Availability and prices of foods across stores and neighborhoods: the case of New Haven, Connecticut.
Two studies compared food availability and prices in large and small stores across neighborhoods of varying income levels in New Haven, Connecticut. The findings suggest that supermarket access in lower-income neighborhoods has improved since 1971, and average food prices are comparable across income areas. Despite this progress, stores in lower-income neighborhoods (compared to those in higher-income neighborhoods) stock fewer healthier varieties of foods and have fresh produce of much lower quality. Policies are needed not only to improve access to supermarkets, but also to ensure that stores in lower-income neighborhoods provide high-quality produce and healthier versions of popular foods.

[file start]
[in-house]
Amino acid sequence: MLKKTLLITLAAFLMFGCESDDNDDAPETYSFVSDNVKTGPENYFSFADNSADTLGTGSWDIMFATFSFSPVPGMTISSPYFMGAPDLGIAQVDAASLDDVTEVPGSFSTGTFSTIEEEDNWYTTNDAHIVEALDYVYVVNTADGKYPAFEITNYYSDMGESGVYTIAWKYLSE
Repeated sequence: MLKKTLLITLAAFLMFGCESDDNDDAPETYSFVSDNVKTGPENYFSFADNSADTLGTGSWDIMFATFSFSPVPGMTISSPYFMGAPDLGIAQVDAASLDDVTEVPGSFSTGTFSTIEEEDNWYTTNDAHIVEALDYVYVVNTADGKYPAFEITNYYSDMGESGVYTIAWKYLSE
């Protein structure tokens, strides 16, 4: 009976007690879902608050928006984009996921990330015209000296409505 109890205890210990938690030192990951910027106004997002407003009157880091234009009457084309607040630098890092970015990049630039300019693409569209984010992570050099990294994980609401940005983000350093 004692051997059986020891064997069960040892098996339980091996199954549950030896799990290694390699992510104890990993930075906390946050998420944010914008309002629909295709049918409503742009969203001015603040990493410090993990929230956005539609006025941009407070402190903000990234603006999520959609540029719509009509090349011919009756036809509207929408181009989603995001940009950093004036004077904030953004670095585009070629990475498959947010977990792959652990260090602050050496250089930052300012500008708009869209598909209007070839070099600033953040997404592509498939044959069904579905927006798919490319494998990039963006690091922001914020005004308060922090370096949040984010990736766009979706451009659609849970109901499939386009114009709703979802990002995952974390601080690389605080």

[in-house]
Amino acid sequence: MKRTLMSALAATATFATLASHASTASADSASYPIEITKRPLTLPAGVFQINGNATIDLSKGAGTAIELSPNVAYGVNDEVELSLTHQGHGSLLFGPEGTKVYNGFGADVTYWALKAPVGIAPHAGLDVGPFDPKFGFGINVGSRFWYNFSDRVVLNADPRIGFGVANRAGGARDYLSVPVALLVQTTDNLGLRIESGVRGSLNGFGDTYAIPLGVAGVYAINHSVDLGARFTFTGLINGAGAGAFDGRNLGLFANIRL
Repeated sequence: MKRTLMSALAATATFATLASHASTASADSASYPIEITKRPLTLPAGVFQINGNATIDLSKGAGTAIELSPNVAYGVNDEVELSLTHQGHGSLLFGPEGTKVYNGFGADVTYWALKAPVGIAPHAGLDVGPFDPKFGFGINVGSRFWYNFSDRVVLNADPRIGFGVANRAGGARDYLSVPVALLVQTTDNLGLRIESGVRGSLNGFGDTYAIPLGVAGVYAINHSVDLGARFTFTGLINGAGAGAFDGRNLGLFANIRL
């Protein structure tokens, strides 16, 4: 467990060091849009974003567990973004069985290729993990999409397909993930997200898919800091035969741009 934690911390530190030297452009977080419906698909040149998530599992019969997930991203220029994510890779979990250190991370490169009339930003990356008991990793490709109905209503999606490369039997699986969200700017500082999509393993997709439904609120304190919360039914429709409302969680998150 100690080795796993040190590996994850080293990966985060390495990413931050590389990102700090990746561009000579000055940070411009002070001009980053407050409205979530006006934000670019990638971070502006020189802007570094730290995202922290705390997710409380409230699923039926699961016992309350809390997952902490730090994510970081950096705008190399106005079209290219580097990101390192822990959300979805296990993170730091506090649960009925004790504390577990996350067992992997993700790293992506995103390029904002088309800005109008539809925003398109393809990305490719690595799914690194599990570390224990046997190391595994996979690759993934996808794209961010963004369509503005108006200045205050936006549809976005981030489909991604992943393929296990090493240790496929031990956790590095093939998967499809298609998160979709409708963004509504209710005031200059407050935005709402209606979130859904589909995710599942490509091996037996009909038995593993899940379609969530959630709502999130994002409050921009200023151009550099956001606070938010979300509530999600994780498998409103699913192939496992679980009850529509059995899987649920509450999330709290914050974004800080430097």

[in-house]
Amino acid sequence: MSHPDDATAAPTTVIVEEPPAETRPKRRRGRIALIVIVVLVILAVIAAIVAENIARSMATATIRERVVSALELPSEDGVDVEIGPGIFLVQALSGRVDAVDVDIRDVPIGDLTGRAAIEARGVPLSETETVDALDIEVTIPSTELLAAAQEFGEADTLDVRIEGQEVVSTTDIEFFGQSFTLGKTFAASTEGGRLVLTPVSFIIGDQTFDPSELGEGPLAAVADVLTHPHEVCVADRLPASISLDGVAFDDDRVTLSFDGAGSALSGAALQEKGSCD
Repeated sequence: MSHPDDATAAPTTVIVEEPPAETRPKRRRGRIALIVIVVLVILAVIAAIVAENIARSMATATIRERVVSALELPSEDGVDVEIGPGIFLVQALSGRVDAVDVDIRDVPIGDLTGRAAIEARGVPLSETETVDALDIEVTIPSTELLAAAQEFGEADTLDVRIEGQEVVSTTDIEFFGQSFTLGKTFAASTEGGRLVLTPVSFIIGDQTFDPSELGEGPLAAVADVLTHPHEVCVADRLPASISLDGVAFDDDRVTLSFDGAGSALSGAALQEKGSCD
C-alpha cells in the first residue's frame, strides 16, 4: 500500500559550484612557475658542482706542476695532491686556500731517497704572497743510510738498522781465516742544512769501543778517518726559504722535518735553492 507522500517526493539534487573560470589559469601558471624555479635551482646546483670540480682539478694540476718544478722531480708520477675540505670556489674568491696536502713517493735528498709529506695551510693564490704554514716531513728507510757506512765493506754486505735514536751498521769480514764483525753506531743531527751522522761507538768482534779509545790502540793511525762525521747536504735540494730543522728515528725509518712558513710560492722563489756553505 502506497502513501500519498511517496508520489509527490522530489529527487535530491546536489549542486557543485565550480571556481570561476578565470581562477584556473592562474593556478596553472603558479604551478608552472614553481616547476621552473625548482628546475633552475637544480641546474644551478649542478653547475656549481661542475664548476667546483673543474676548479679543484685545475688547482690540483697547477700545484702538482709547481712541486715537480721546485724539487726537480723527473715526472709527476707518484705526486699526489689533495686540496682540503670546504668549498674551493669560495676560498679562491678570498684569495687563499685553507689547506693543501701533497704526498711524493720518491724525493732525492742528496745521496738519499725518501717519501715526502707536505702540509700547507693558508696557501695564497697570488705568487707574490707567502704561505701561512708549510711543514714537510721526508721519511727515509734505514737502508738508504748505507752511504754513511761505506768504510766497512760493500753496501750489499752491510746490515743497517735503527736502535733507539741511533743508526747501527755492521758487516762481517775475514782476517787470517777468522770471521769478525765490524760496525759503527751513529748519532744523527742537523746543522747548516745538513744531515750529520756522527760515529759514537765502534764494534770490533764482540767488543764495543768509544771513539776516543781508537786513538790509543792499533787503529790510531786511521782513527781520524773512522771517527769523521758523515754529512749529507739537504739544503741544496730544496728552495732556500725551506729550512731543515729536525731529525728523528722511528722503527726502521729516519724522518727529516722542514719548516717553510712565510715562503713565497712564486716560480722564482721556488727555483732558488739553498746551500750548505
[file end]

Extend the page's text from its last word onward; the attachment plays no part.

Andreyeva, T; Blumenthal, DM; Schwartz, MB; Long, MW; Brownell, KD
Volume / Issue
Start / End Page
Electronic International Standard Serial Number (EISSN)
International Standard Serial Number (ISSN)
Digital Object Identifier (DOI)